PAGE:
Whether you had a digital transformation strategy that included harnessing the benefits of cloud solutions before the pandemic or not, it’s likely you do now. Enterprises across the globe adjusted to a sudden shift to working from home and its challenges by making the most of what the cloud has to offer – including, most importantly, its work-from-anywhere format.
Like any cloud migration, those focused on solving COVID-19 challenges are using it as a means to an end. The end goal is not to have a fully cloud-based environment, but to utilize the benefits of cloud technology for the purposes of equipping teams, boosting productivity, and retaining customers and revenue.
Enterprise IT should not rush to migrate any workloads without some planning and preparation. While cloud-native applications are the preferred approach, few enterprises will be successful in the migration of existing and legacy applications to the cloud. It’s not as simple as just shifting code from an on-premise server to the cloud. There will be heavy lifting to enhance, extend, and rewrite some sections of applications. These six steps will help you get there seamlessly:
Establish Priorities: As stated above, migrating to the cloud is not your goal; you need to use digital transformation to execute your business goals. As such, not all workloads are ideal for the cloud, so you’ll need to spend some time determining what you’re trying to achieve and how moving different types of workloads to the cloud might help you meet those objectives.
Determine Options: There are many factors that will determine the right path for your transformation:
- Lift-and-shift or rehosting, which moves an application workload to a cloud environment. It is the least labor intensive, but may result in overprovisioning and sub-optimal deployment.
- Extend to the cloud, in which existing workloads use cloud services only when necessary.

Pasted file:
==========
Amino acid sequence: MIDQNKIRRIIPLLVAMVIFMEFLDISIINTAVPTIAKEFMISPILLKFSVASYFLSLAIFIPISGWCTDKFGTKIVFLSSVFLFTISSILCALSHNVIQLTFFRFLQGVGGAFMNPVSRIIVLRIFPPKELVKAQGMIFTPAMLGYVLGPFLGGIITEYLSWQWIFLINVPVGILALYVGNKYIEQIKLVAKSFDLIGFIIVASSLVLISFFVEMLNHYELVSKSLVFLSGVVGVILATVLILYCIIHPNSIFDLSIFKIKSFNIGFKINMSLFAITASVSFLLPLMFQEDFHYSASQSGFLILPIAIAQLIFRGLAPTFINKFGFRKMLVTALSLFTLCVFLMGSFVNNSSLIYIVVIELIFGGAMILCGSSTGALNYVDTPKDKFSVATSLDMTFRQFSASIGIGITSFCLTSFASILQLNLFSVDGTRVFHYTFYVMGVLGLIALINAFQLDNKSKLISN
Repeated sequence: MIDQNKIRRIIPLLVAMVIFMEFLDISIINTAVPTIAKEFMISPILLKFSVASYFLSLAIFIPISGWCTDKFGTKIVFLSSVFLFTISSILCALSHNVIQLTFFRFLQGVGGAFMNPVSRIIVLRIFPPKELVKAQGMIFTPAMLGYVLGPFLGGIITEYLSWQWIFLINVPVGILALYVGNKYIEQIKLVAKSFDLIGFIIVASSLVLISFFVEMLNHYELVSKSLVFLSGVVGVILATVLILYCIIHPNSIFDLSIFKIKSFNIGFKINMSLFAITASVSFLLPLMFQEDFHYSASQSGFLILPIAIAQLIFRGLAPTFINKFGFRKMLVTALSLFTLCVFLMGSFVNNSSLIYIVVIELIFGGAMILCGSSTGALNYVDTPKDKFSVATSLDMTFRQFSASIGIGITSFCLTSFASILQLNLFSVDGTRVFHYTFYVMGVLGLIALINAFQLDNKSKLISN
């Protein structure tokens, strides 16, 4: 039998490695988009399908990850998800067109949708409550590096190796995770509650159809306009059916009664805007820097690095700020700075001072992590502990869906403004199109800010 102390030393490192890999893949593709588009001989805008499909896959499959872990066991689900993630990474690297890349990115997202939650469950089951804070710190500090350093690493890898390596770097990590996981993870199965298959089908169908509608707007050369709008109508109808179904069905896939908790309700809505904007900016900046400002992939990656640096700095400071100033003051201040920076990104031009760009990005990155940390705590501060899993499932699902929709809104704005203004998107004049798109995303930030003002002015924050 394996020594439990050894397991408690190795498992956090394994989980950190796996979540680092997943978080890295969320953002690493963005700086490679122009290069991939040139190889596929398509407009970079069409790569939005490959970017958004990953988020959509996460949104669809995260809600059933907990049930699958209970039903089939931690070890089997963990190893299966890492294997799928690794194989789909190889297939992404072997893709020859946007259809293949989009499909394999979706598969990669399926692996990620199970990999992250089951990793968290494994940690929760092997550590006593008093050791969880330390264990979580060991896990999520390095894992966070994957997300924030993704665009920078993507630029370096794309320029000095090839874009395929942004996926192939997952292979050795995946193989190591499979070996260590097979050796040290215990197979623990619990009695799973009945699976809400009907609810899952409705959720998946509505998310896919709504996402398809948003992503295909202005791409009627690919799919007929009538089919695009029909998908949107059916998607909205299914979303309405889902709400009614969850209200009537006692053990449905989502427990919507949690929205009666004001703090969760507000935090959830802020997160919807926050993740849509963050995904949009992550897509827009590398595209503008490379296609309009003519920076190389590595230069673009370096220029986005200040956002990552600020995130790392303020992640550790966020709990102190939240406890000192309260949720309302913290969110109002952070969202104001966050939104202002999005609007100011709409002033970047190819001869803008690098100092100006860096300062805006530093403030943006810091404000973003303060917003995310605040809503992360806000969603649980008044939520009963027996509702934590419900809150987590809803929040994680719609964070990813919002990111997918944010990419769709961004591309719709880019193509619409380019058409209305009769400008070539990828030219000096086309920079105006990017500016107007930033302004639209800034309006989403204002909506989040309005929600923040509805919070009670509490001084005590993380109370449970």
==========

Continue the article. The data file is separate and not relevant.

- Cloud optimization, which rearchitects and rewrites sections of applications, while keeping the basic application intact.
- Cloud native, which replaces an existing application with one that’s written to take full advantage of cloud resources.
- Software as a service (SaaS), often favored for non-core applications, such as billing or human resources, to replace existing applications.
Identify Interdependencies: No matter which path you choose, you will eventually move some workloads from on-premise or private cloud platforms into the public cloud, but you’ll need to be aware of the risk of breaking dependencies. Workload interdependencies are also important for determining the sequence of your migration or what will need to be kept on-premises.
Profile Workloads: You’ll need to develop your initial cloud migrations and the associated costs, grouping workloads if they number in the hundreds or thousands. Cluster them according to utilization, resource, and time-based characteristics in an effort to condense complexity and limit the scale of your profiling process. You’ll need to create a sample workload for each of these groups, which you will use to estimate configuration choices and costs.
Test, Refine and Optimize: Test the configurations you propose, gaining understanding about the performance and costs before making a commitment. Test the performance levels to ensure it meets application requirements and that your network is equipped to handle cloud application demands. Create plans to continue to monitor and optimize in order to keep the cloud infrastructure the right size for your enterprise in terms of efficiency, cost, and performance.
Assess Results: In the age of COVID-19, survival may be the first measure of success, but once the initial race to keep everyone connected has been successful, take time to evaluate. Examine results compared to your expected benefits of cloud migration.Is your enterprise racing to implement a digital transformation plan as a result of the pandemic? Don’t jump in without a reliable and informed guide. Contact us at ITBroker.com to prepare for a smooth transition to cloud migration.